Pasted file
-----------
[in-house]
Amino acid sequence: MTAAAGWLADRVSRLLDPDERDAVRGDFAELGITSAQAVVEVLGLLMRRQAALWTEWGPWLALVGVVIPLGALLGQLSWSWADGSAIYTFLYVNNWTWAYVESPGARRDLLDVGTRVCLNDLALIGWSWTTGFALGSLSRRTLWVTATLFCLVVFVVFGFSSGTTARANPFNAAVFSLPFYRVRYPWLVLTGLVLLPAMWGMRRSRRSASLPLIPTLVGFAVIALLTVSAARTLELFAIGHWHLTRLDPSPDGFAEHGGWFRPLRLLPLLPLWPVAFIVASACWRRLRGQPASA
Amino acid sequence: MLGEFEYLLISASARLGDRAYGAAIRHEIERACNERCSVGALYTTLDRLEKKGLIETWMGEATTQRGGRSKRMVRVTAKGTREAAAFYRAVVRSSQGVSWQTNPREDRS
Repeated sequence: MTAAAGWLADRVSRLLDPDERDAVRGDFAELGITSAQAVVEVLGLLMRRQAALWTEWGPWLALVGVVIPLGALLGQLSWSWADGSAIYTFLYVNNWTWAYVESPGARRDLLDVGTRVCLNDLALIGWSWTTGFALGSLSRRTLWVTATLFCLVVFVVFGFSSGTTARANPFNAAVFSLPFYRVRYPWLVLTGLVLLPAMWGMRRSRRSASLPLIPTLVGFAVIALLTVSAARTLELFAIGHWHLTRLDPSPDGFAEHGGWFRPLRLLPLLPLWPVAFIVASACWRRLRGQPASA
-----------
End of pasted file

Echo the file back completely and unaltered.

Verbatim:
[in-house]
Amino acid sequence: MTAAAGWLADRVSRLLDPDERDAVRGDFAELGITSAQAVVEVLGLLMRRQAALWTEWGPWLALVGVVIPLGALLGQLSWSWADGSAIYTFLYVNNWTWAYVESPGARRDLLDVGTRVCLNDLALIGWSWTTGFALGSLSRRTLWVTATLFCLVVFVVFGFSSGTTARANPFNAAVFSLPFYRVRYPWLVLTGLVLLPAMWGMRRSRRSASLPLIPTLVGFAVIALLTVSAARTLELFAIGHWHLTRLDPSPDGFAEHGGWFRPLRLLPLLPLWPVAFIVASACWRRLRGQPASA
Amino acid sequence: MLGEFEYLLISASARLGDRAYGAAIRHEIERACNERCSVGALYTTLDRLEKKGLIETWMGEATTQRGGRSKRMVRVTAKGTREAAAFYRAVVRSSQGVSWQTNPREDRS
Repeated sequence: MTAAAGWLADRVSRLLDPDERDAVRGDFAELGITSAQAVVEVLGLLMRRQAALWTEWGPWLALVGVVIPLGALLGQLSWSWADGSAIYTFLYVNNWTWAYVESPGARRDLLDVGTRVCLNDLALIGWSWTTGFALGSLSRRTLWVTATLFCLVVFVVFGFSSGTTARANPFNAAVFSLPFYRVRYPWLVLTGLVLLPAMWGMRRSRRSASLPLIPTLVGFAVIALLTVSAARTLELFAIGHWHLTRLDPSPDGFAEHGGWFRPLRLLPLLPLWPVAFIVASACWRRLRGQPASA